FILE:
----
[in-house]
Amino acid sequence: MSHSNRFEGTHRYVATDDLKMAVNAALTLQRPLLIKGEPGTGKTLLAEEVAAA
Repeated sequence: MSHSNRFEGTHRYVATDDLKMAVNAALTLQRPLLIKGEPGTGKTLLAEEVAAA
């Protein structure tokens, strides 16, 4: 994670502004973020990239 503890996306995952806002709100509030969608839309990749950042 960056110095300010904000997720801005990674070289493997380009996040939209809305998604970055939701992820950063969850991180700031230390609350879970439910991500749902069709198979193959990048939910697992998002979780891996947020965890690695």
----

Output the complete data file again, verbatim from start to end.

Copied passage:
[in-house]
Amino acid sequence: MSHSNRFEGTHRYVATDDLKMAVNAALTLQRPLLIKGEPGTGKTLLAEEVAAA
Repeated sequence: MSHSNRFEGTHRYVATDDLKMAVNAALTLQRPLLIKGEPGTGKTLLAEEVAAA
């Protein structure tokens, strides 16, 4: 994670502004973020990239 503890996306995952806002709100509030969608839309990749950042 960056110095300010904000997720801005990674070289493997380009996040939209809305998604970055939701992820950063969850991180700031230390609350879970439910991500749902069709198979193959990048939910697992998002979780891996947020965890690695």